Peconic Bay Vineyards: Picking Grapes & Looking to the Future

Peconic Bay VIneyards
Peconic Bay VIneyards

As this year’s harvest moon rose over the East End in early September, local winemakers, like Peconic Bay Vineyards, were immersed in an annual ritual that began on the North Fork almost 50 years ago.

The process of shepherding the grapes of summer from vine to table has gotten a lot more sophisticated since Louisa and Alex Hargrave first planted on a swath of Cutchogue farmland in 1973. But an obsessive focus on climate remains a constant for winegrowers.

With a colder-than-average winter and a prolonged drought, the 2022 harvest was not without its challenges.

The “picking season” generally runs from early September for white grapes to early November for more robust red grapes such as Cabernet Sauvignon. According to Greg Gove, winemaker at Peconic Bay Vineyards in Cutchogue, an unusually hot and dry summer forced him to adjust that timetable on the fly.

“This year, with the heat, everything was accelerated,” says Gove. “We picked earlier.”

Even the birds that flock to eat the grapes as they ripen came three weeks early, forcing the winemaker to rush to put up protective netting.

“The birds have been doing this a lot longer than we have,” notes Gove. “They know when it’s time. They were thirsty from the lack of rain.”

The chilly winter also wreaked a bit of havoc. “There’s a chance that a deep freeze in the winter can affect your crop — and we saw that this year,” he explains. “We actually did have lower crop yields. This year was tough in a lot of ways.”

Challenges aside, Gove remains confident in the harvest. “I think the whites are going to be very good, but I’m really excited about the red wines this year,” he says, drawing a sample of still-fermenting Pinot Noir from the spigot of a massive stainless steel vat. “Red grapes really thrive in the kind of conditions we had.”

After picking, de-stemming, pressing, fermenting, barrel aging and a healthy dose of vinicultural art and science, the white grapes from the 2022 harvest will be bottled as finished varietals in 2023. The 2023 vintages will also mark the North Fork’s official 50-year winemaking anniversary as certified by the Long Island Wine Council. Red varietals from this year’s harvest will appear a year or so later, in 2024.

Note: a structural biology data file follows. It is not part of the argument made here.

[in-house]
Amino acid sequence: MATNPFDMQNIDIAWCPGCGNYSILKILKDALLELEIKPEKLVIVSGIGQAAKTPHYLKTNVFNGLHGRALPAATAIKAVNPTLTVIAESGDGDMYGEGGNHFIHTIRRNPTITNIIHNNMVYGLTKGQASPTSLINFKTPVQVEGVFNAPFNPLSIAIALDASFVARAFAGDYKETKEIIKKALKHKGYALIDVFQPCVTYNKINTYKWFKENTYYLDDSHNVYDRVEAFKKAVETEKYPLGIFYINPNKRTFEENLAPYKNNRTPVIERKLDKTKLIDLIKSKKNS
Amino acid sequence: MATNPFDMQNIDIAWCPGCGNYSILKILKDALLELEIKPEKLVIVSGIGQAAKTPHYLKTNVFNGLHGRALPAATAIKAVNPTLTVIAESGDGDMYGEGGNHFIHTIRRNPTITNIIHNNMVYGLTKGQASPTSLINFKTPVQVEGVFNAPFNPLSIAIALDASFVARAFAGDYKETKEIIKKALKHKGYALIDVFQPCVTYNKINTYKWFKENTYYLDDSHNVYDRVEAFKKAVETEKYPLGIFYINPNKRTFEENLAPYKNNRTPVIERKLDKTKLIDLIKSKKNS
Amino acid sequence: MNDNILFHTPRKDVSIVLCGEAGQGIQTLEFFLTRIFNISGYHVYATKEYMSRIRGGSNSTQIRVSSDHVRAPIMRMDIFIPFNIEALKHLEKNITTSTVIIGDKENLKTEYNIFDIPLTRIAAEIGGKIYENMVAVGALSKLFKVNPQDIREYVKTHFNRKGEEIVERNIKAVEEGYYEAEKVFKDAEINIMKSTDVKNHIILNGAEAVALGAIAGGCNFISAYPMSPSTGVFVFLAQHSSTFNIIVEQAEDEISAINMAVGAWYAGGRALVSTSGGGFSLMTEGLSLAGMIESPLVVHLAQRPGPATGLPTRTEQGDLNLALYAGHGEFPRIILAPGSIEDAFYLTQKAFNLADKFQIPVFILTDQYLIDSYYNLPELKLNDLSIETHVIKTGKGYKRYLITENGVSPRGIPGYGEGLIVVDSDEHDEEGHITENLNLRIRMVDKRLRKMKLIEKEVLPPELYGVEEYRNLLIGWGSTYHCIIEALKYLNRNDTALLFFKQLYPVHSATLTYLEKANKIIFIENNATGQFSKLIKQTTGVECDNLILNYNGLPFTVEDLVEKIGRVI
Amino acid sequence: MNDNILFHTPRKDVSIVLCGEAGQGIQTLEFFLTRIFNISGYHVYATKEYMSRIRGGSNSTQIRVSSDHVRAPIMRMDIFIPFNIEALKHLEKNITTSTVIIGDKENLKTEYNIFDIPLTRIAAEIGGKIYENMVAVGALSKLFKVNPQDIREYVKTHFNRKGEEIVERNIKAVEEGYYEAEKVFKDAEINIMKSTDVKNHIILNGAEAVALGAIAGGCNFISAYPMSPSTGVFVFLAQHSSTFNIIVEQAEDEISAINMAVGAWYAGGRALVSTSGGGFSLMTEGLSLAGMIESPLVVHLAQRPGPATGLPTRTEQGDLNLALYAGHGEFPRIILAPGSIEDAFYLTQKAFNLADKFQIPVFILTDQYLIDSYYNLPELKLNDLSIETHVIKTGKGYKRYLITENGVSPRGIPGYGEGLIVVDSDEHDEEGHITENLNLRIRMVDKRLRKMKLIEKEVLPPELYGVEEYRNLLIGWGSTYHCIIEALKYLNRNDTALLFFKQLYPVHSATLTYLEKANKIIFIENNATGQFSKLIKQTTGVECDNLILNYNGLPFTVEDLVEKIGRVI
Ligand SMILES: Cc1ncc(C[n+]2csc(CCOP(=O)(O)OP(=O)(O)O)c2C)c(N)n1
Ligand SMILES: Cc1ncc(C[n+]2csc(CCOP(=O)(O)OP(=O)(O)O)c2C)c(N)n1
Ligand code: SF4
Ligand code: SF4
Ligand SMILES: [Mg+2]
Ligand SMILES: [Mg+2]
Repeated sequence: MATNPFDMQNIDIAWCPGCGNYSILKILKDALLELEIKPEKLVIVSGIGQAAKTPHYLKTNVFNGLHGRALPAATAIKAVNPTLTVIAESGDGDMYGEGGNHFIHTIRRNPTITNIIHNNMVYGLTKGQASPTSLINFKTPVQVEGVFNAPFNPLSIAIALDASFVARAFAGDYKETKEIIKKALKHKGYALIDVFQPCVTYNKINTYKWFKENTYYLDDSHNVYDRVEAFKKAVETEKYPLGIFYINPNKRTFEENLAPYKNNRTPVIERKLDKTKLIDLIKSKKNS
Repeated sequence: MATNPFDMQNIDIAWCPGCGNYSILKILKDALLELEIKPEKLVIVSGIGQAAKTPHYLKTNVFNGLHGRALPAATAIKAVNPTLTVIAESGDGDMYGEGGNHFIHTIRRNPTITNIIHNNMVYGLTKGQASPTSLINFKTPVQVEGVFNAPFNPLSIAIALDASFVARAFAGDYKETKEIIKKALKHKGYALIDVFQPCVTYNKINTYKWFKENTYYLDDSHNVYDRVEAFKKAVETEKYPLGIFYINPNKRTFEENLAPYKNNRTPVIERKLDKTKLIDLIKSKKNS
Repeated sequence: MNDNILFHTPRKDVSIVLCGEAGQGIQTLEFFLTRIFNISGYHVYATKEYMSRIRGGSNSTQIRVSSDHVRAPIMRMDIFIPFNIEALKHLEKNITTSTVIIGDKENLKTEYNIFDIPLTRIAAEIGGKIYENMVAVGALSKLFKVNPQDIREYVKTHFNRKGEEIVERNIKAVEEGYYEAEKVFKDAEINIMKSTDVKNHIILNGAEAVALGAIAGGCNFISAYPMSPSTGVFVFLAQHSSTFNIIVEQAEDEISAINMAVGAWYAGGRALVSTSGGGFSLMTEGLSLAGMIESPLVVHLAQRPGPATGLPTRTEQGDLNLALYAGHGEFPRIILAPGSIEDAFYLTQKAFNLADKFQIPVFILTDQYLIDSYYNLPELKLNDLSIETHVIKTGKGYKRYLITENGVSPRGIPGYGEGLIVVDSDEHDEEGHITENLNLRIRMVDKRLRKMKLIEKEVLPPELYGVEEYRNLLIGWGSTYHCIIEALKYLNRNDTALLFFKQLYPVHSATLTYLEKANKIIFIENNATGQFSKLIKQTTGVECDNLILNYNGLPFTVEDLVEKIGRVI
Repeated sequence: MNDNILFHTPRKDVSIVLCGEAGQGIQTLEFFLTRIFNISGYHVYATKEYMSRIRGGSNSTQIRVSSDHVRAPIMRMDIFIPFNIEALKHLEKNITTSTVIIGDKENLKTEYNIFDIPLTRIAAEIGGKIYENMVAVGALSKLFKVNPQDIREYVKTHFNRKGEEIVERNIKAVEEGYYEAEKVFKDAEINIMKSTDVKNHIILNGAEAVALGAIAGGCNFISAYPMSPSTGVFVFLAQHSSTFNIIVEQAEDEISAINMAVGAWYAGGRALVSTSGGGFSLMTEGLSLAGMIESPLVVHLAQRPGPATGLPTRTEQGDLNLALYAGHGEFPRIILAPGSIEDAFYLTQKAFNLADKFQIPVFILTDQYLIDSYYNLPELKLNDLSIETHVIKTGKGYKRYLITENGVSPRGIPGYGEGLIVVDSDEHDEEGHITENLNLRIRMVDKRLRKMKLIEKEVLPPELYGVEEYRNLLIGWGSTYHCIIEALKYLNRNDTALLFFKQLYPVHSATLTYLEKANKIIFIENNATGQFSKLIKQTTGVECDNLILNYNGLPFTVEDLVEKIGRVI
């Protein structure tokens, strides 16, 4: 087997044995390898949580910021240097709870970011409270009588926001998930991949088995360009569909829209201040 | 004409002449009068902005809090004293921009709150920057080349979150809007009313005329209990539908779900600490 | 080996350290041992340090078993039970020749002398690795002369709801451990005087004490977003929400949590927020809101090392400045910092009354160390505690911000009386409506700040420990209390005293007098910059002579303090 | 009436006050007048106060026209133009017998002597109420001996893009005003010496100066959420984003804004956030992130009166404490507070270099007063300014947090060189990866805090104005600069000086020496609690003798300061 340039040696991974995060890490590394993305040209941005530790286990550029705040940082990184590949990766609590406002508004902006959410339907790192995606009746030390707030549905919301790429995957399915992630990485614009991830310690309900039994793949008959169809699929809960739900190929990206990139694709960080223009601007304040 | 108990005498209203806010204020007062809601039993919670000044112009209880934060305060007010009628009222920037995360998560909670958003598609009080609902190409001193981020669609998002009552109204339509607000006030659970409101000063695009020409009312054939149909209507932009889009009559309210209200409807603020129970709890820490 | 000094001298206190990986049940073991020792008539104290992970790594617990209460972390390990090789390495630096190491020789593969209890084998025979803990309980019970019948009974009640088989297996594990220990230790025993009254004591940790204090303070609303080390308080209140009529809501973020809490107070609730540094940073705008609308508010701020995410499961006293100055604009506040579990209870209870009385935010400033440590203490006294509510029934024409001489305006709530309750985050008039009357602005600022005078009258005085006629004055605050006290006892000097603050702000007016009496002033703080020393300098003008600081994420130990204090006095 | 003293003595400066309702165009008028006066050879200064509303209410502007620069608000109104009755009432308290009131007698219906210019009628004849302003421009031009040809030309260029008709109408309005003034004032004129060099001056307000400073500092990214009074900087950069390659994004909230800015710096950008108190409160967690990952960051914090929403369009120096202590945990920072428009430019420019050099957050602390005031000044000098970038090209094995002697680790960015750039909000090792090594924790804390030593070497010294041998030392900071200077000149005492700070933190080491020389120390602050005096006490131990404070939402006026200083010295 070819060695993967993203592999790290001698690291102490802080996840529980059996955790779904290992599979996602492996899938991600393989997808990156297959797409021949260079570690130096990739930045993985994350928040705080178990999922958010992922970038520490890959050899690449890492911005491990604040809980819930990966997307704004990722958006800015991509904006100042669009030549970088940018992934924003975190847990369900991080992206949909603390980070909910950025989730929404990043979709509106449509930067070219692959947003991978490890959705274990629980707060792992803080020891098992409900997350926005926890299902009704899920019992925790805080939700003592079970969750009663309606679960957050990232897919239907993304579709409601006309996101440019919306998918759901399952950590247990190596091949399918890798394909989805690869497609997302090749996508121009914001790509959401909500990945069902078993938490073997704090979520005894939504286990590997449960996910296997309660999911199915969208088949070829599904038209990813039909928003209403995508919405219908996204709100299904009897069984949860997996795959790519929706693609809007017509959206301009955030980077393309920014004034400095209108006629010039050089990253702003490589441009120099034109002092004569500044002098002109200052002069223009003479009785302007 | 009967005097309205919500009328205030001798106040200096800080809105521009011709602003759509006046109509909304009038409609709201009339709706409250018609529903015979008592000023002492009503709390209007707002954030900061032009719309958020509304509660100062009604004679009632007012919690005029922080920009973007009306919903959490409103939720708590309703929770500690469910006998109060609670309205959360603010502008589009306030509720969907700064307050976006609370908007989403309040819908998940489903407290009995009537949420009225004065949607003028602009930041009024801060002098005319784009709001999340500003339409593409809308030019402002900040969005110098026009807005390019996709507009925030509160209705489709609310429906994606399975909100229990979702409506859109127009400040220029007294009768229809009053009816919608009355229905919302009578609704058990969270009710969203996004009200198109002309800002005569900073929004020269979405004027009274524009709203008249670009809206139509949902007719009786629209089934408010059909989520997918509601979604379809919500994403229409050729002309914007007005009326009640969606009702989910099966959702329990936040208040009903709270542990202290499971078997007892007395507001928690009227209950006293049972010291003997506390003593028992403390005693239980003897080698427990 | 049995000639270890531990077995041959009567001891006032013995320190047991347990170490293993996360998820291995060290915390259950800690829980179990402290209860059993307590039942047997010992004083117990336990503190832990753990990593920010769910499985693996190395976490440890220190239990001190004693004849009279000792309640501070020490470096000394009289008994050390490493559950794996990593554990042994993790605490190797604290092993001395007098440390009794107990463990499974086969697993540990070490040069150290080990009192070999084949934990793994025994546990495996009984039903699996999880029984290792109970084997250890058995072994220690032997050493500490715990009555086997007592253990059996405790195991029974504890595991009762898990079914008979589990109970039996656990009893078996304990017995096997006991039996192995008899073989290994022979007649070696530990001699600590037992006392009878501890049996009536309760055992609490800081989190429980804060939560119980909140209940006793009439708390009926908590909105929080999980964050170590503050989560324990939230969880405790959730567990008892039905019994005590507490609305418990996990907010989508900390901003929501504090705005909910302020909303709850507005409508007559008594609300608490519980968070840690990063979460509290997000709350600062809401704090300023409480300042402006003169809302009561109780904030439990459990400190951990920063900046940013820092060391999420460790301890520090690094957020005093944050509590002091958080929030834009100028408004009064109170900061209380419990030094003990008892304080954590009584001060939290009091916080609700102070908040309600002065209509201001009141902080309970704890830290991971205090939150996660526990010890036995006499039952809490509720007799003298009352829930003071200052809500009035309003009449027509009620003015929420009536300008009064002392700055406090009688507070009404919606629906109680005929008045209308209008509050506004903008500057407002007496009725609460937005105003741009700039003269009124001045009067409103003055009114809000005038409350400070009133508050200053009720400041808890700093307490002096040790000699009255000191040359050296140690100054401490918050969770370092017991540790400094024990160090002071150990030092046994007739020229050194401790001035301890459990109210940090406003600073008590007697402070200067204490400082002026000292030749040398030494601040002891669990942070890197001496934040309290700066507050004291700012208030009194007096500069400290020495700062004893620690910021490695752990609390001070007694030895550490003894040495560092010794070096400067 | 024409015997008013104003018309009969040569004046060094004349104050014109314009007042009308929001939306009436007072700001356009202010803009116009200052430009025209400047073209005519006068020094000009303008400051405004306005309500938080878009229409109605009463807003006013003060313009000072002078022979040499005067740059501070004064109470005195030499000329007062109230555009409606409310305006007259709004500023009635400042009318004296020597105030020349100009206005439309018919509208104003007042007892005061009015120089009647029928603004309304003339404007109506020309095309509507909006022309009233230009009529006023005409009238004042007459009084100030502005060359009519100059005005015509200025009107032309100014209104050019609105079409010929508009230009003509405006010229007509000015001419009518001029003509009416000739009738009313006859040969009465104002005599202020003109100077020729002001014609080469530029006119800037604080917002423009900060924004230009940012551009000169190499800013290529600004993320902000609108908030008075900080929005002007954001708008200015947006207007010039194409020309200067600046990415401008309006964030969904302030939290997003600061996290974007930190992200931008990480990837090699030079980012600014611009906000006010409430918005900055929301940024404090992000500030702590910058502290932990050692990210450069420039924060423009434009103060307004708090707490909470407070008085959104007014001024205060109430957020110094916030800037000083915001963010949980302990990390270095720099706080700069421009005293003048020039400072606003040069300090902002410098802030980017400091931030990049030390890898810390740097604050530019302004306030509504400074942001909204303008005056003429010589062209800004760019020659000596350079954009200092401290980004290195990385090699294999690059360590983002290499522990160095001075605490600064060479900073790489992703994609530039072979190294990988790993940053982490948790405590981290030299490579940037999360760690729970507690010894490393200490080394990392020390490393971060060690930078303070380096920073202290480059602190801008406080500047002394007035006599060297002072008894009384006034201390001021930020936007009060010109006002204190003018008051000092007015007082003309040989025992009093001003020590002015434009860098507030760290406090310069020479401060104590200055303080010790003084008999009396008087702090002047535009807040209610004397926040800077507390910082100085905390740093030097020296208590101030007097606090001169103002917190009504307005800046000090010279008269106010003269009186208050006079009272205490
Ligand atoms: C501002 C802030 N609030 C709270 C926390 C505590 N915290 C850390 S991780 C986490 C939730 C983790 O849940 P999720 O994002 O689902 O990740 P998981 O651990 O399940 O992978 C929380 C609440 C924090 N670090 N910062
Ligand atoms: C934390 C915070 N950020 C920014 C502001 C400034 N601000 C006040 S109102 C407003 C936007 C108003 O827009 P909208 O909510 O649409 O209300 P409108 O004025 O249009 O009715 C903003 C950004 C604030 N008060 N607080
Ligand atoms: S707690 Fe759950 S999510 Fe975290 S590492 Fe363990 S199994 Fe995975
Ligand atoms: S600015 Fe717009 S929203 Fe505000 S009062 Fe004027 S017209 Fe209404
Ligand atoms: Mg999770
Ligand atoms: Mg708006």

Peconic Bay Vineyards offers electric buggy tours.
Beautiful weather at Peconic Bay Vineyards

PECONIC BAY VINEYARDS WEATHER GODDESS

Since winemakers spend huge chunks of their professional lives adapting to climate issues, it’s fitting that Stacey Soloviev, director of community relations for Peconic Bay Vineyards, has been dubbed “the Weather Goddess” by her management team, which includes Gove and general manager Ken Cereola.

According to Cereola, Soloviev earned her sobriquet based on her uncanny ability to summon good weather during important outdoor events at the vineyard.

While Soloviev may not be able to tweak the weather during growing season, she hopes to make it rain with her expansion plans for Peconic Bay Vineyards.

The scion of a prominent business family who purchased the vineyard in 2019, Soloviev plans to transform the 53-acre property into a full-service destination resort.

“I was always focused on the bigger vision for this property,” Soloviev says. “We’ve almost finished the design process for a new hotel, a spa, a restaurant and a new winemaking facility and tasting room.”

“My idea is to get people into the vineyards, stay here for the weekend, see the growing grapes and the winemaking process,” she adds. “I want to have guest chefs come out, have a lot of wine pairings and food preparation and really let people see what this region has to offer.”

Currently, the winery is fronted by a comparatively modest and intimate tasting room with a patio and picnic area out back that look out on the vines. Winemaking and storage are housed off the tasting room and parking area. There’s also a standalone covered barn for private wine tastings and special events.